Wonder Woman #31 Review: Let's Add More Dudes To Diana's Story

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Cover to Wonder Woman #31 by Bryan Hitch and Alex Sinclair
Wonder Woman #31 cover by Bryan Hitch and Alex Sinclair

In Oregon, a mysterious man is hunted down by Grail, the daughter of Darkseid. Elsewhere, Giganta is on the hunt for mysterious artifacts, and Wonder Woman goes out to stop her.

After the fight with Giganta, an older gentleman tells her that she has inherited an estate. What do all of these things have to do with one another, though?

This issue is…fine. It's fun and fast-paced. James Robinson certainly knows how to put together a tale, and Carlo Pagulayan is an excellent artist. Seeing Wonder Woman throw down with a classic villainess like Giganta is always welcome.

I also like the idea of adding Grail as a foe of Dian.

But, there are some things that bother me here. Some of those things may not just fit in this issue, and others are worrying for the issues to come.

I am aware that this story is supposed to introduce a brother for Wonder Woman. That's cool in theory, but, in practice, it just adds more men to a narrative that has been at its best when it's focused upon sisterhood and motherhood. The fact that a good chunk of this issue focuses on Hercules, one of the bro-iest Greek figures of all time (though I adore the Marvel iteration of the character) doesn't help things.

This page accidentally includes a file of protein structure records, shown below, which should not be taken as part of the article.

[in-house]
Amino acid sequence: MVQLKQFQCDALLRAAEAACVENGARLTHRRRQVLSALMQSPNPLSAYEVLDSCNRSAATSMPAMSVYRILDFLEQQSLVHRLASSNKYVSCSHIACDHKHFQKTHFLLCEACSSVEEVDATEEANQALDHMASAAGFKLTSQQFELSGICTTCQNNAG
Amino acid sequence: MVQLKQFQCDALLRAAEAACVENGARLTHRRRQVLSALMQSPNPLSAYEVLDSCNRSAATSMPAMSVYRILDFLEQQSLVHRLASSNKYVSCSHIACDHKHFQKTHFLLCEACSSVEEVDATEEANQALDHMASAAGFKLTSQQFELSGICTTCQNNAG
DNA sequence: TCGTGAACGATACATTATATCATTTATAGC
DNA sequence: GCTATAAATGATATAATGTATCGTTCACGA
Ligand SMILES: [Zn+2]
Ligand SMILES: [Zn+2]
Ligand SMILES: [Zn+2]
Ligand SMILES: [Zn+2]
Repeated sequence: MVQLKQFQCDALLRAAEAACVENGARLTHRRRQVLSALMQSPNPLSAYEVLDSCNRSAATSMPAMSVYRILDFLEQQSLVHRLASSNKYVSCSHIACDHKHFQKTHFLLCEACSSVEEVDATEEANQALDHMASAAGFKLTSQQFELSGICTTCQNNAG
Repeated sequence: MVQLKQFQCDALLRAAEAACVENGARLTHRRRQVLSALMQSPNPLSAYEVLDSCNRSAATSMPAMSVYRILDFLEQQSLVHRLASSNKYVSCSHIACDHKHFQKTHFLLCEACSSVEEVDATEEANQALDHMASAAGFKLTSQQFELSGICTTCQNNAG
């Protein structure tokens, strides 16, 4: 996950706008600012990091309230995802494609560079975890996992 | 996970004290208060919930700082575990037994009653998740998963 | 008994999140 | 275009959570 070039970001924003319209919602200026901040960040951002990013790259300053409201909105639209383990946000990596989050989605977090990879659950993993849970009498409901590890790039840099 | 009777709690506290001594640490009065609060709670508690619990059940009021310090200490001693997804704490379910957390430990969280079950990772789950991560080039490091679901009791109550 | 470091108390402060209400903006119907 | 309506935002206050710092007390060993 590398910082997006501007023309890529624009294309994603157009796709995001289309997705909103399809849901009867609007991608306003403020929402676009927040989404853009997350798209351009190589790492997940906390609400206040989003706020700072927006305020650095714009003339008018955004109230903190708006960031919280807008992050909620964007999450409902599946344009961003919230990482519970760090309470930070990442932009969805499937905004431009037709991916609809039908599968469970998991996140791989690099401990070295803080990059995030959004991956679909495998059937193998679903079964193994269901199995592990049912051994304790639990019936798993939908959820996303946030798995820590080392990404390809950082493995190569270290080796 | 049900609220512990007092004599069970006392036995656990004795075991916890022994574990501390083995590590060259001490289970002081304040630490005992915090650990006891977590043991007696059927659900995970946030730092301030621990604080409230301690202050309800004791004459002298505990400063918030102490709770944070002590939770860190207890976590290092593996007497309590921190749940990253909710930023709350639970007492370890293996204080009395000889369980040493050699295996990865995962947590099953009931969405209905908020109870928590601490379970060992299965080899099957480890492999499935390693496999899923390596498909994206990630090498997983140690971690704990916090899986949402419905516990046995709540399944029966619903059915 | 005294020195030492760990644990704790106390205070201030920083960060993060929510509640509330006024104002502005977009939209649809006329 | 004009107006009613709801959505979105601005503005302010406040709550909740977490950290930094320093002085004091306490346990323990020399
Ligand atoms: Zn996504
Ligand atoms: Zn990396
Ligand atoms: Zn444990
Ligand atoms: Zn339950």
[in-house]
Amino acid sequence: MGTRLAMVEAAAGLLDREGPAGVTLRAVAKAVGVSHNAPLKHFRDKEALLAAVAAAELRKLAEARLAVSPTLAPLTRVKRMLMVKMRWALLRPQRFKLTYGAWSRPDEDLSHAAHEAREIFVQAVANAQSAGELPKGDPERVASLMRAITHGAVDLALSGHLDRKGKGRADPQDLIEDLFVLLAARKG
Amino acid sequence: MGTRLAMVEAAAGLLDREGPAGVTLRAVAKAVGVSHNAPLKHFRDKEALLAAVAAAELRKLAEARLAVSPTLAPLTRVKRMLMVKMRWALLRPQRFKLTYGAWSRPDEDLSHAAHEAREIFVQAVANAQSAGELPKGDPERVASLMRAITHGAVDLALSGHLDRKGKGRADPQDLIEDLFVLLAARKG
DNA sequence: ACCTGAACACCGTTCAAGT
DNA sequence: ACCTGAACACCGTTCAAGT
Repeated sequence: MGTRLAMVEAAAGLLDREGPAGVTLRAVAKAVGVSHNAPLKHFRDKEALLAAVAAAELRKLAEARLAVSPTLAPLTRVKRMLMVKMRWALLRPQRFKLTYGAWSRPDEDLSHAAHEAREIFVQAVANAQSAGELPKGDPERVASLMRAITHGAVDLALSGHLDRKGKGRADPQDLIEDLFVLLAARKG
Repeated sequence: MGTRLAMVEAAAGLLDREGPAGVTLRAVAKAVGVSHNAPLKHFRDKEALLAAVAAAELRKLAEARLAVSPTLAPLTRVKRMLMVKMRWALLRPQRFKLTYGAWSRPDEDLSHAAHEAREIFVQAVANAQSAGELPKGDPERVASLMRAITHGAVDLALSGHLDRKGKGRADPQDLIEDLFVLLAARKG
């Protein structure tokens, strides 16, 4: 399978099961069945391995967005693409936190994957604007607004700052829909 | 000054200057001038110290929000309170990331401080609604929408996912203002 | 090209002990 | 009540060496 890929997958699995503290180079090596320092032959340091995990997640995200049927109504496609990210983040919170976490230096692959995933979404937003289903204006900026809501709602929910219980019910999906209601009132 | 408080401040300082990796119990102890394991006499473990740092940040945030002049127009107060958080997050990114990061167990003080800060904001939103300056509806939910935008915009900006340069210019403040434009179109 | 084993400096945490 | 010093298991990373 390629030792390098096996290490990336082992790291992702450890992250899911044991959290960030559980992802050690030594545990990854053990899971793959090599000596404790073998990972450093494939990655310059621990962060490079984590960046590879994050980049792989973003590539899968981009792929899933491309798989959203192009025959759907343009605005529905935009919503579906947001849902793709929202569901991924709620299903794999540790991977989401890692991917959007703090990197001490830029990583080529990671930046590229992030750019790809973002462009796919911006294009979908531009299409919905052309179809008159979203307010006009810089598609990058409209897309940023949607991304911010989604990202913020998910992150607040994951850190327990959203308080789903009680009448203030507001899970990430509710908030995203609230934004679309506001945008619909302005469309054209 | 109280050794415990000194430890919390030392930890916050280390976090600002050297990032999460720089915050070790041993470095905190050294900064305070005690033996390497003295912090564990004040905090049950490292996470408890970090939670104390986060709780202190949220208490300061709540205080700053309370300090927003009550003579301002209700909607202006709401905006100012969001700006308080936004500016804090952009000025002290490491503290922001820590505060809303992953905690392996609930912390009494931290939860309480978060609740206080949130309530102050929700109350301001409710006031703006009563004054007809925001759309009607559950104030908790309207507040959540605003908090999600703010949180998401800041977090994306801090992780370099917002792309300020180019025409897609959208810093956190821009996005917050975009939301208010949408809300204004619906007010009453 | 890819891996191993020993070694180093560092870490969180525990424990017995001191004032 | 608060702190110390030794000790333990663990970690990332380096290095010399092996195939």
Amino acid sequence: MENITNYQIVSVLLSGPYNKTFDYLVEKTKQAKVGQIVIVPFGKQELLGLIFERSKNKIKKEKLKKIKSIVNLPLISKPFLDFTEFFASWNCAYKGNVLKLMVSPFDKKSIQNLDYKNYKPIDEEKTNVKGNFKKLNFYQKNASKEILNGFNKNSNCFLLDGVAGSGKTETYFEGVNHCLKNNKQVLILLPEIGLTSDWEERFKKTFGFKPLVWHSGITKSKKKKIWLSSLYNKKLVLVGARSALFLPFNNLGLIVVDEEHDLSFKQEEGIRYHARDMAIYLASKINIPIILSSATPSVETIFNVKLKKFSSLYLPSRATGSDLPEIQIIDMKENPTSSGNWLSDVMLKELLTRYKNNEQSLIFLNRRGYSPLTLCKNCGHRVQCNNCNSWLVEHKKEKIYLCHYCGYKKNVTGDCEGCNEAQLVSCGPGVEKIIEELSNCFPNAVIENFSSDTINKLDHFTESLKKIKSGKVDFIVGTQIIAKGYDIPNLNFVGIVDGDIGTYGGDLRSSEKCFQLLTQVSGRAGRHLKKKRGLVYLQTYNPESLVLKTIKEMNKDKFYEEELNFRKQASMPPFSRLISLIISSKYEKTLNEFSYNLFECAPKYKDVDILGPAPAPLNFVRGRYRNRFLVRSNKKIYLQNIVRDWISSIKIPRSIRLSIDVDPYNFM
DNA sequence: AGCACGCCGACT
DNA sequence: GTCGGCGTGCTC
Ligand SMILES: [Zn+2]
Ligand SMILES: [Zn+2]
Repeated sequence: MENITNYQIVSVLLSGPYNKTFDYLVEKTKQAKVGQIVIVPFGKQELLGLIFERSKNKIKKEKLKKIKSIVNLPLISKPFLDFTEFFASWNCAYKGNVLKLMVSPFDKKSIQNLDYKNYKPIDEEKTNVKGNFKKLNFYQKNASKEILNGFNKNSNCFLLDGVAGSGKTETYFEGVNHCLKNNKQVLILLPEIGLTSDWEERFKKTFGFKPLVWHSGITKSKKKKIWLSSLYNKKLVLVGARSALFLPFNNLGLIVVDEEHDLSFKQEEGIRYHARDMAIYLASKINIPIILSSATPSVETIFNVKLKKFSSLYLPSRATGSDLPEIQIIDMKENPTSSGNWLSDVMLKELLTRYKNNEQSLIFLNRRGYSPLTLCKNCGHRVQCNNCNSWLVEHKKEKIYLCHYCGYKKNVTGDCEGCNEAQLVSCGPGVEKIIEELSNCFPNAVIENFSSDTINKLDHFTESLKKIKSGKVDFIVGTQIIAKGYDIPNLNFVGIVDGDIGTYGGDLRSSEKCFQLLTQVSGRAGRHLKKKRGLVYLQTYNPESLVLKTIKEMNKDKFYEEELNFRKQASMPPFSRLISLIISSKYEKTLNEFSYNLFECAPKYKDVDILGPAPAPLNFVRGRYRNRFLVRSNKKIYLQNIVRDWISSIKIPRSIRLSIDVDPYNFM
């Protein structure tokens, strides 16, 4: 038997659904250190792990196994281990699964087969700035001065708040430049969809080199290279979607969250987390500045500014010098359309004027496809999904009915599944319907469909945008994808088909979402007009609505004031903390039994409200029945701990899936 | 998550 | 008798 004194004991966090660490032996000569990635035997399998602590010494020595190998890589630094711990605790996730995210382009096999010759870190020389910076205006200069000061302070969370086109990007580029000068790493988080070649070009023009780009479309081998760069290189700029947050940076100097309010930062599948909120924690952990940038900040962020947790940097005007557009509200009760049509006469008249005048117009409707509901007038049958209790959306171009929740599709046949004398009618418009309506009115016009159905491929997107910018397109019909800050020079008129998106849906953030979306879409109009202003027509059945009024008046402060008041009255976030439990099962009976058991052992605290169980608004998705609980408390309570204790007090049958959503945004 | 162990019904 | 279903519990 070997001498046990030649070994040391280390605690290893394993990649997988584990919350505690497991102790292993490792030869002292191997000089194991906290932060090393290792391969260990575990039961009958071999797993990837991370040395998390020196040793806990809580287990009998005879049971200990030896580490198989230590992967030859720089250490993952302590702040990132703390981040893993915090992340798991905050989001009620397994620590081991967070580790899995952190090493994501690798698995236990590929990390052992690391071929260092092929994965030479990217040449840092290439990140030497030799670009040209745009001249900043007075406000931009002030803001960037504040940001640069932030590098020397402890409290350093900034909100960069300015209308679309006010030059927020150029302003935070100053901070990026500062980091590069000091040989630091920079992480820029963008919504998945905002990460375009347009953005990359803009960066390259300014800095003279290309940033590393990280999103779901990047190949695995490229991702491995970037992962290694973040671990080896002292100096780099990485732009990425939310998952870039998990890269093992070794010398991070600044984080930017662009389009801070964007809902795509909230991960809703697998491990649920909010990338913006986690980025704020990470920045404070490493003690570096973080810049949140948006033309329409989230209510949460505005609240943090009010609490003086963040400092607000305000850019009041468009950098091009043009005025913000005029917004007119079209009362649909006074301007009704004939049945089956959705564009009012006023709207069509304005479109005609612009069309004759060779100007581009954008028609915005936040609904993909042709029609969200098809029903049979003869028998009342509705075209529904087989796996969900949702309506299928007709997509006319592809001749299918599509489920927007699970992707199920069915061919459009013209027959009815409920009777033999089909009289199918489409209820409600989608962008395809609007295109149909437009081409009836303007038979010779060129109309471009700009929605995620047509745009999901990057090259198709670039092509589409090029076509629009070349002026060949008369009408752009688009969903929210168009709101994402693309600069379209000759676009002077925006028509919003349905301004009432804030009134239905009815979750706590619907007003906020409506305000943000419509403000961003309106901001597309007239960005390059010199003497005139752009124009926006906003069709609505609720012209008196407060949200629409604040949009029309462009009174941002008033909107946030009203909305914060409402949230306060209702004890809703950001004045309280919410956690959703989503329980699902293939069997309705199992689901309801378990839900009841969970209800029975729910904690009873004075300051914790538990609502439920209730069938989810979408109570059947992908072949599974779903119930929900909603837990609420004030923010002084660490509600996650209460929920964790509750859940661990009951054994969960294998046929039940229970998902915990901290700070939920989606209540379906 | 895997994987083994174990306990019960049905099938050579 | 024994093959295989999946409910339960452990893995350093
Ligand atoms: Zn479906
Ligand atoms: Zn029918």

Art from Wonder Woman #31 by Carlo Pagulayan and Romulo Fajardo Jr.
Wonder Woman #31 art by Carlo Pagulayan and Romulo Fajardo Jr.

Plus, there's not the emotional presence in this story which was in the previous arc by Shea Fontana or the Greg Rucka material. This story just feels like a conventional superhero tale.

That's not bad. Again, Robinson is a good writer, and the tale isn't missing anything inherently. It just needs the extra things that make it a Wonder Woman comic.

It almost certainly foreshadows some interesting things that will be relevant to Wonder Woman and the greater DC mythos since Grail and (tween) Darkseid are involved.

As I already said, Carlo Pagulayan is a damn fine artist, and his work here is detailed and presents its figures in a fashion appropriate for the people of legend within. Romulo Fajardo Jr. blends the colors well and presents a palette that is as eye-catching as ever.

This is a good comic, but it lacks what I've come to expect from a Wonder Woman comic, and I worry about where it's going. I am still interested in the implications of Grail and Darkseid's roles in this story. I do recommend it. Pick it up.

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About Joshua Davison

Josh is a longtime super hero comic fan and an aspiring comic book and fiction writer himself. He also trades in videogames, Star Wars, and Magic: The Gathering, and he is also a budding film buff. He's always been a huge nerd, and he hopes to contribute something of worth to the wider geek culture conversation. He is also happy to announce that he is the new Reviews Editor for Bleeding Cool. Follow on Twitter @joshdavisonbolt.
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